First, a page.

Read like a pirate! Celebrate Talk Like a Pirate Day with these cute and kid-friendly books. This roundup includes books for preschoolers and elementary kids.
Avast! September 19th is Talk Like a Pirate Day.
I think this is one of the most celebrated not-really-a-holiday days. I mean, sure, who wouldn’t use National Chocolate Milkshake Day to indulge? (FYI, it’s today – September 12th!) But there’s only so much you can do on any food holiday. Plug just about any date into your favorite search engine and add the word holiday. You’ll find that there is something to celebrate every day. And while that might be an endearing metaphor, it’s also kind of silly.
Talk Like a Pirate Day is also kind of silly. Aside from using words like “Avast!” and threatening to make the kids walk the plank if they don’t clean their room, you can dress like a pirate, eat like a pirate, or watch a pirate movie. But Talk Like a Pirate Day can also be educational. That’s right, I’m sneaking learning into a fake pirate-themed holiday.
We love to read in my house. Sometimes the kids read the same books over and over, though, and I need an excuse to get them into something new. Here are seven books to read on Talk Like a Pirate Day.
Talk Like a Pirate Day preschool books
Shiver Me Letters: A Pirate ABC by June Sobel
During the preschool years, I think I probably bought a few dozen ABC books, including this one. This pirate ship is crewed by animals who sail around spying the letters of the alphabet. It rhymes, of course, and is very silly. The letters are hidden on each page in the colorful illustrations, making for a fun I-spy hunt for kids just learning the alphabet.
Do Pirates Take Baths? by Kathy Tucker
This playful story answers all of your child’s pressing pirate questions, although maybe not with historical accuracy. For example, the pirates eat barnacle stew, love to dance, and nap in hammocks while dreaming of their mommies. Brightly colored pictures and rhymes will keep a little on entertained.
The Gingerbread Pirates by Kristin Kladstrup
Okay, this is a Christmas story. But it is such a cute one that you should read it in September. Just like the classic gingerbread man story, Captain Cookie runs away because he hears that someone named Santa Clause wants to eat him. He tries to rescue his crew and they go on an adventure with a surprise ending.
Talk Like a Pirate Day elementary books
Pirate School series by Brian James
My kids both love this series. There are eight short chapter books in the series so far. It’s about a group of little kids who start school on a ship as pirates-in-training. Each story is a new adventure that has a mystery for the kids to solve.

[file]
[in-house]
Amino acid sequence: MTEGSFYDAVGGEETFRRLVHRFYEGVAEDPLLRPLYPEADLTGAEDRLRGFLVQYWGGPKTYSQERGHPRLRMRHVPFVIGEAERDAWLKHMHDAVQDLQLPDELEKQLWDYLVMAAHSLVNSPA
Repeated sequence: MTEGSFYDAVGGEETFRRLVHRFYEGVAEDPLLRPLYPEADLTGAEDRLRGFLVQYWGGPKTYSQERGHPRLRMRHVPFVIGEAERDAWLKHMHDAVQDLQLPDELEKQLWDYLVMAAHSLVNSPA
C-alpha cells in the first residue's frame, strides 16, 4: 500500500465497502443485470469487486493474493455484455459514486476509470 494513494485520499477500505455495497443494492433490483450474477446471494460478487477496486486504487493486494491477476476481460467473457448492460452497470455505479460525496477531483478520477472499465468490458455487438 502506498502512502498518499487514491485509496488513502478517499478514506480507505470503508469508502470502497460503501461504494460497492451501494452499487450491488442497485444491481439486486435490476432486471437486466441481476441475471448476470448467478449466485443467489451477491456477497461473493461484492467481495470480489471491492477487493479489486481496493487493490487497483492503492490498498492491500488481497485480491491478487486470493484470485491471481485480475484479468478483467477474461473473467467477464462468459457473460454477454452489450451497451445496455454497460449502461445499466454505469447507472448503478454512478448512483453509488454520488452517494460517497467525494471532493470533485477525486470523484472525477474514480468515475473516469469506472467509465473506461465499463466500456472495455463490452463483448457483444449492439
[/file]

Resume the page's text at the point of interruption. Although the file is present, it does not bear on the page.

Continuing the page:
Pirates of the Caribbean: Jack Sparrow series by Rob Kidd
My son, who is a big fan of the Pirates of the Caribbean movies (and video games), has enjoyed this series. It is about Jack Sparrow at about age 12. He has the same clever personality and gathers a crew of preteens to go on quests and find treasure. There is also a magical element and some hints of mythology and history.
Treasure Island by Robert Louis Stevenson
This is a classic story that every kid should read. A boy named Jim Hawkins gets caught up in a pirate adventure filled with danger and a quest for treasure with the infamous Long John Silver. With classics like this one, I encourage my kids to read by telling them that when they finish, we can watch the movie version. They always love discussing how the book and movie are different. (Although it’s up to you whether you go for the 1950s Disney film or the Muppets one.)
Pirateology by Dugald Steer
You know right away that this book is going to be fun when it has a real compass built into the cover. This non-fiction is fun because it has lots of interactive parts. Kids can lift flaps, unfold maps, and practice tying knots. It includes facts about life as a pirate, including details on some famous ones.
How to be a Pirate by John Malam
I love National Geographic and they published this book. It’s also non-fiction but reads like a guidebook. It starts with a wanted ad for someone to join a pirate sloop, then goes on to talk about what skills will be needed, what clothes you’ll wear, and what daily life on a ship is like. The back has a short “interview” that quizzes readers on the book and a glossary of words.
This afternoon, while you’re sipping on your chocolate milkshake, browse through these titles. I organized them by age, but my older kids still like to read the preschool books. And preschoolers will enjoy being read to from the bigger books too. I recommend checking out your local library. That’s where I originally found all of these. What Talk Like a Pirate Day books would you add to this list?